Blanca Valbuena

17 Tips for Eating in France

France is known for its culinary traditions. This can be somewhat intimidating for those traveling to France for the first time. I can't tell you how many times I hear people ask me why I love France so much if the French are so rude. The French are not rude. There's a big issue with us Americans which makes people in other countries react to us in different ways, so before I get to your 15 tips for eating in France, we need to discuss this. When you first visit France (and almost any other country in Europe), you will notice that most people speak not one, not two, but three languages. This is not the case in the US. My high school offered French, Italian, and Spanish. Most of the people who took 4 years of one of those languages could barely get along in that language. There's something in the American culture that keeps us from wanting to learn. Then, most of us head to another country and either expect people there to either speak English, and when they don't, we raise our voices hoping that people understand us better. This does not work and this is where tip number 1 comes in:

17 Tips for Eating in France

Word Up French gives basic French dining phrases

There are many apps that offer quick cheat sheets for basic dining phrases in French

1. Learn Some of The Language (or cheat a bit): Or at least fake it. I would suggest that you learn some basics. If you can't learn basics, there are some awesome apps that you can pop open right before you enter a restaurant to ask for a table to reference quick phrases. The thing is, in France, people appreciate it if you at least make the effort. Even if your French sounds ridiculous, it does not matter. People appreciate it that you try, and they take it as a sign that you have respect. So just try a little. The apps that I use are very cheap and will pay for themselves in seconds:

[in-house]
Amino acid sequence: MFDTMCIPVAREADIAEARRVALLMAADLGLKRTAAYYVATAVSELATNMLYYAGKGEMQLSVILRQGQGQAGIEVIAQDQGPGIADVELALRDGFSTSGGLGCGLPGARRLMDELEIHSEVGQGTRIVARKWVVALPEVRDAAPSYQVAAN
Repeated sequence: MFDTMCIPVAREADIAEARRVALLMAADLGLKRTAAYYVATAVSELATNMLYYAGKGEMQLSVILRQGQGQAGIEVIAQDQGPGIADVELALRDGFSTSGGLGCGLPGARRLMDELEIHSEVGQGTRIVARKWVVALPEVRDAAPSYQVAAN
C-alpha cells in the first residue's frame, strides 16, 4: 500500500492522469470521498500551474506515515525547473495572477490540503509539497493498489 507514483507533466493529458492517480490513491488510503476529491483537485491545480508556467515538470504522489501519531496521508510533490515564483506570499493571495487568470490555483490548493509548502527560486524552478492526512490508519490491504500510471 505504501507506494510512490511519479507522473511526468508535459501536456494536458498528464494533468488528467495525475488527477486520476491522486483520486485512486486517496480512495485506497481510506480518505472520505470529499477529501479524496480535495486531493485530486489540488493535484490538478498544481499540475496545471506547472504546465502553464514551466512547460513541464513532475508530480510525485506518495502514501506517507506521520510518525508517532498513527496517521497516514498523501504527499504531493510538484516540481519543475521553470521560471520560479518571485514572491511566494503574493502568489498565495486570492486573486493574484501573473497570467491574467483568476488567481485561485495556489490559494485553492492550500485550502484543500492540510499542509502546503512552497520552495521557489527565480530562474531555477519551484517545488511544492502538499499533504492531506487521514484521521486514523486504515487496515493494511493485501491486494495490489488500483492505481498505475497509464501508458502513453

• WordUp: This is my go-to app. It has a dictionary, but the reason I love it is that it has phrases by situation, so for example, if you go to dining out, there are phrases for asking for a table, ordering another bottle of Bordeaux and more.  The phrases will be written out and there is a listen button which gives you the perfect pronunciation.
  • SayHiIf you want something even easier, you can talk into SayHi and it gives you what you need to say.
  • Coffee Break FrenchNot an app, but my favorite French learning podcast. It's free and Louis makes it so easy to learn the language.

2. Getting a Table: This one is pretty easy, just say "Une table pour (insert number of people) personnes, s'il vous plait". This means "a table for (insert number) people, please". Numbers go as follows: un, deux, trois, quatre, cinq, six, sept, huit, neuf, dix).

3. Timing: Service in France is slow; not a bad thing, just a cultural thing. People really love food and center their culture around it. Expect a regular lunch to last from an hour and a half to two hours. If you are in a rush gently let your server know by saying

"Excusez-moi, mais je suis pressé par le temps".

What is a formule at a French restaurant

A formule on a French Menu offers you multiple courses with multiple choices at a fixed price